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Waiting for Saint Brendan and Other Poems by David McLoghlin

Waiting for Saint Brendan and Other Poems by David McLoghlin

Reviews, Vol. 8.1, March 2014
Salmon Poetry, 2012
ISBN: 978-1908836052
Paperback, 110 pp., $22.95
Review by Cynthia Reeser

Saint Brendan, the navigator, is the center around which the poems in Waiting for Saint Brendan and Other Poems (r)evolve. This three-part, full-length collection is, itself, a journey—at times, personal, and at others, magnanimous and outward-looking. The journey can be read as the depiction of a transformation, but McLoghlin underpins his immram in verse with a meditative nuance that becomes his terra firma.

The title poem traces a history, moving from the poet’s travels Stateside to his native Ireland (“the Connecticut Post road / became the Castleconnell bog road, / but only after too many lives”). There is a searching inherent in this journey, one that draws on the tradition of questing but that is ultimately made contemporary in its proximity to the author’s experiences:

Now, I am looking for lost ground
from a time when learning was listening
as stories laid the marrow of belonging.
There was that time too. But sometimes it seems
learning too late casts doubt on what is true.

But is the questing, itself, the aim of the journey, or is the journey taken on as a quest for something else—a search for the path that, the seeker hopes, will end in enlightenment, in answers? We learn by book’s end that both the answer to that question and the question itself are more complex than this. And simpler, too, for the quest is ultimately a search for truth.

The lives of the saints mark points along the journey. “Saint Christopher Carrying the Christ Child” is especially notable (“He has walked so far to reach this moment”) and marks the point of departure:

It begins in endurance—and in the marks of endurance—
scored round his dour mouth,
and fugitive eyes
that always see what is behind him:
his house a plague ditch; the black flag
raised over a town put to the crossbow.

So we begin the journey from a plague ditch cast beneath the shadow of a black flag: both from a point of darkness, and looking into darkness, which is where we leave off from Section I in “Sandymount Strand: Vigil”:

now that we fill all space with ourselves,
grant no point of entry.

[…]
I stand, and look towards the dark,
the unmanned lighthouses rotating.

This looking into darkness points the way into Section II, which is, it could be argued, the crux of the journey, the difficult center of things. This section explores the dark side of religion and the destruction that results when those who stand as representatives of religion—church leaders, priests—abuse their power and prey on the innocent. Here, the hardest questions are confronted and the journey is one of self-exploration, in coming to terms with the past and with the motives and actions and cruelties of abusers. But the journey out of darkness comes after confession and after a confrontation with the effects of the abuse, which comes after a looking inward (from “Russian Dolls”):

It is atomization, falling apart
as the lies come together,
as the feelings that were blocked
bleed back, you feel you are dying alive,
within yourself, within him,
he within you, lies within truth within lies—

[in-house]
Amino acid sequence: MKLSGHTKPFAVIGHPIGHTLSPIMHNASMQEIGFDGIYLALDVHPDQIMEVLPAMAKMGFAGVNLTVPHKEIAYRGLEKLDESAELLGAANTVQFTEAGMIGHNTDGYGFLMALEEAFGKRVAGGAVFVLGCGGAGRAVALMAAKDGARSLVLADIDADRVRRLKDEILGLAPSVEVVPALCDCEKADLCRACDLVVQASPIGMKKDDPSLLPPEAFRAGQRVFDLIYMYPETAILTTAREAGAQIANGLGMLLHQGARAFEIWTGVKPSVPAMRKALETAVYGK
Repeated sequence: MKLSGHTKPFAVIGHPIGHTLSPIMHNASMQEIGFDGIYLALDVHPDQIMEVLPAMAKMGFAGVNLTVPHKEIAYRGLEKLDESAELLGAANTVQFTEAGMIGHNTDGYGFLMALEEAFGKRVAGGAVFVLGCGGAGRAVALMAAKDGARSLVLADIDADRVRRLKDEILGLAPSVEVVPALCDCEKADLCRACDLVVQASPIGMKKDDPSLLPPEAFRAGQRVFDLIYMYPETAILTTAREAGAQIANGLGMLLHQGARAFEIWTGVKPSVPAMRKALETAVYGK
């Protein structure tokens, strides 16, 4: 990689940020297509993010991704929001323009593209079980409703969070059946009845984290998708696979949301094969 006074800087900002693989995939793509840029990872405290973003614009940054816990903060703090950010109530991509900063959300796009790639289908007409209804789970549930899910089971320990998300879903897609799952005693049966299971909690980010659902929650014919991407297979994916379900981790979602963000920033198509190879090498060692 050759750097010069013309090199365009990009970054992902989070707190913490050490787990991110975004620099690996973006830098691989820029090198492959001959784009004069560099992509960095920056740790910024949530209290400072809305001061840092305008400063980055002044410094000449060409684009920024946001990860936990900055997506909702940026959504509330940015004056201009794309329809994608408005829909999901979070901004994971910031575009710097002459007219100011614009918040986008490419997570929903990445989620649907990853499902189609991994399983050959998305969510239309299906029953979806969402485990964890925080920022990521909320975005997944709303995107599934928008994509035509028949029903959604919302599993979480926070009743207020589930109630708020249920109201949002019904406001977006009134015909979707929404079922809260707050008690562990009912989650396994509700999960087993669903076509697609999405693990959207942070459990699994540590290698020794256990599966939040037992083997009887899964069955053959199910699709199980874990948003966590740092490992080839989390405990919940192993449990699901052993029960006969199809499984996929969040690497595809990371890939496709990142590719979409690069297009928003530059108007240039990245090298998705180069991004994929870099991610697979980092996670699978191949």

Russian Dolls, coffined,
and inside: you, the
tiniest thing.

After the confession, after the confrontation with the past, is the finding of the self: all which are points on the journey out of darkness. The path out of that darkness comes at the end of the final poem of Section II, “Unrhymed Sonnet”:

…follow it down the years, down twenty years,
all the way to the root. Then tell the loves I lost
(their gentle voices shake me out of the dreams),
tell them why I needed sanctuary

at twenty-one. Explain why I woke afraid.
But not off course, now. Not ever again.

With this determination to continue, to move on, we pick up in Section III with another “Sandymount Strand” poem, which is where Section I left off: the implication being one of structure—the structure of the self, that the self remains intact even after the journey into darkness—here I am, still here where I left off. In the “Sandymount Strand” of Section III, we see the moving on as a decision that has the ability to “sweep / everything out in the undertow”:

And yet, the noise of history
grows mute the further out you go.
You come here because once

Too much happened.

The journey, the immram, of this book is not just a journey of the interior, but a physical (on its surface, as a container) journey as well, spanning countries (Ireland, Belgium, the U.S., Spain). The movement from one place to another is, however, background to the more important exploration and coming-to-terms inherent in this work. On a mechanical level, McLoghlin is a painter, his medium words; the book from start to finish is a visual as well as a philosophical experience. His “Saint Christopher Carrying the Christ Child” is inspired by the Hieronymous Bosch painting of the same name. There is a meditative, reflective quality to McLoghlin’s poetry that serves as a sort of glue. There is also great variety in Waiting for Saint Brendan; we travel to Spain, to the coast of Ireland, to Mount Eagle, to Kansas, on a subway, and encounter flamenco dancers, buskers on the metro, and saints and sinners and the common man alike. McLoghlin captures, in this collection, a complex relief etching of humanity, in all its variety and piety and insanity, all cast in a patina of introspection and wonderment.

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